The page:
Home » Overweight: The Backstory of my Ketogenic Lifestyle

Overweight: The Backstory of my Ketogenic Lifestyle

Keto cuisine on a sewing blog? Read on to understand why, for me, both of these are necessary for happy living…

childhood

My story starts as an average-sized little kid eating an average American diet in the 80s. My parents made me and my sibs eat veggies and fruit, and we had sweet treats at celebrations and holidays. Life was good. But then, as a young teen, I became overweight. I probably consistently weighed ~8-10 lb above the normal weight range for my age and gender, with the extra weight predominantly in a pear-shaped distribution. I was not obese, but I felt huge around skinny teenage friends. I played volleyball and softball and was an active person. I put on muscle easily and took pride in being strong, but the weight and body shape issue eroded my self-esteem and made me really self conscious. I followed Weight Watchers with my mom in 8th grade following the low-fat advice of the day, did some running (I hate running), and lost some weight. But it came back. I dieted off and on through high school and college with the same results, but I lived perpetually in the overweight range despite not eating any more than others my age and being an active person. It was frustrating and defeating.

adult life

I got married shortly after graduating from college, and started having kids shortly after that. I’d gain 30+ pounds with each pregnancy and lose most of it as well. But after 3 kids in 4 years, my weight was consistently 20 lb above the normal range. Over the next 4 years I tried Weight Watchers and went to a gym and used My Fitness Pal and did Tai Bo and Zumba during nap time… but nothing really changed. Then I had another baby and did it all again. I remember going to my GP (with all 4 of my kids in tow) for a routine follow up about that time and, at the end, the doc asked if I had any other questions or concerns.”Well, I’ve always been overweight…” I admitted. “You are so busy right now… you can deal with that down the road,” she said. I’m sure that was supposed to feel relieving, but it was just demoralizing. I couldn’t even get an answer from my doctor about how to lose weight so I could like my body. Now, my whole life didn’t revolve around feeling fat… I had and have a full life, friends I treasure, hobbies aplenty. But feeling fat was a theme… something I considered every time I went to put on a swimsuit. I wasn’t depressed abut it so much as annoyed and completely unsure of what to do to improve the situation.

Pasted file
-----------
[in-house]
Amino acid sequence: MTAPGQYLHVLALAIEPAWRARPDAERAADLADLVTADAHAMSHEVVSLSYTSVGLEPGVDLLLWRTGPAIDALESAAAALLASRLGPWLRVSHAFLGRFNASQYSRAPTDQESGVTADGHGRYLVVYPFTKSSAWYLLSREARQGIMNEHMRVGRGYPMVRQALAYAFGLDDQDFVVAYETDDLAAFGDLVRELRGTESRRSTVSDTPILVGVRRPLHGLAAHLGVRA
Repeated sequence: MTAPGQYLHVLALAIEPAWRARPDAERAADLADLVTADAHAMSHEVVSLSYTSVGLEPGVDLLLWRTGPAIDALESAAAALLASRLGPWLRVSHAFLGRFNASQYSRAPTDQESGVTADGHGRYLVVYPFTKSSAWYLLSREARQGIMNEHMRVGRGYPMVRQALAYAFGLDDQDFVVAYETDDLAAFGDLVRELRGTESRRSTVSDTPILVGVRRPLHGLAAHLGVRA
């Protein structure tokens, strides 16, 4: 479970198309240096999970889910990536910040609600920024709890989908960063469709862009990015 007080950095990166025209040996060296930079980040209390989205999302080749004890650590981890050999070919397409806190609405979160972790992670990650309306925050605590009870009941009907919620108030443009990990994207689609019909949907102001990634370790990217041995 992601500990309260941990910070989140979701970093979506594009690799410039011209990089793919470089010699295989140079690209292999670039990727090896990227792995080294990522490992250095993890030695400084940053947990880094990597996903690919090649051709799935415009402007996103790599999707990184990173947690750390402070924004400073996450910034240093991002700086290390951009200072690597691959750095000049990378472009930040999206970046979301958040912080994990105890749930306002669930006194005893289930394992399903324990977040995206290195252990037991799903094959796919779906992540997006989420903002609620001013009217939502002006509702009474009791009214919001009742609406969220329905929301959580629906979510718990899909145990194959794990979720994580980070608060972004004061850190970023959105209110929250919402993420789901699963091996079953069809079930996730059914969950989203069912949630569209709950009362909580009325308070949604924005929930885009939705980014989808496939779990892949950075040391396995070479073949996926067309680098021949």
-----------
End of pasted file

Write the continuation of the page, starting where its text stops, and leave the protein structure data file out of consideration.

my turning point

I kept trying different things and getting the same results. Finally, in August of 2016, I decided a ketogenic diet was probably the one thing I hadn’t tried. So I learned about ketogenic basics, including the acknowledgement that this might need to be a life-long change to be successful, and applied myself with gusto. I avoided essentially all refined sugar, limited myself to about 20-30 g of net carbs per day, didn’t eat too much protein, and ate when I was hungry. I didn’t count calories. I had no particular exercise plan.

By the end of 2 months, I had lost all the excess weight and plateaued at the very top of the normal weight range. While changing my diet at first wasn’t fun, if not difficult (cheese, peanut butter, salads and meat aren’t exactly rocket science to prepare), it had become much easier after 2 months. I was never hungry, did not have uncontrollably intense cravings and, instead of feeling cold and tired all the time as on previous calorie-restricted diets, I was often too warm and had a rosy glow that I have never before had as an adult. I felt better, looked better, and had more energy.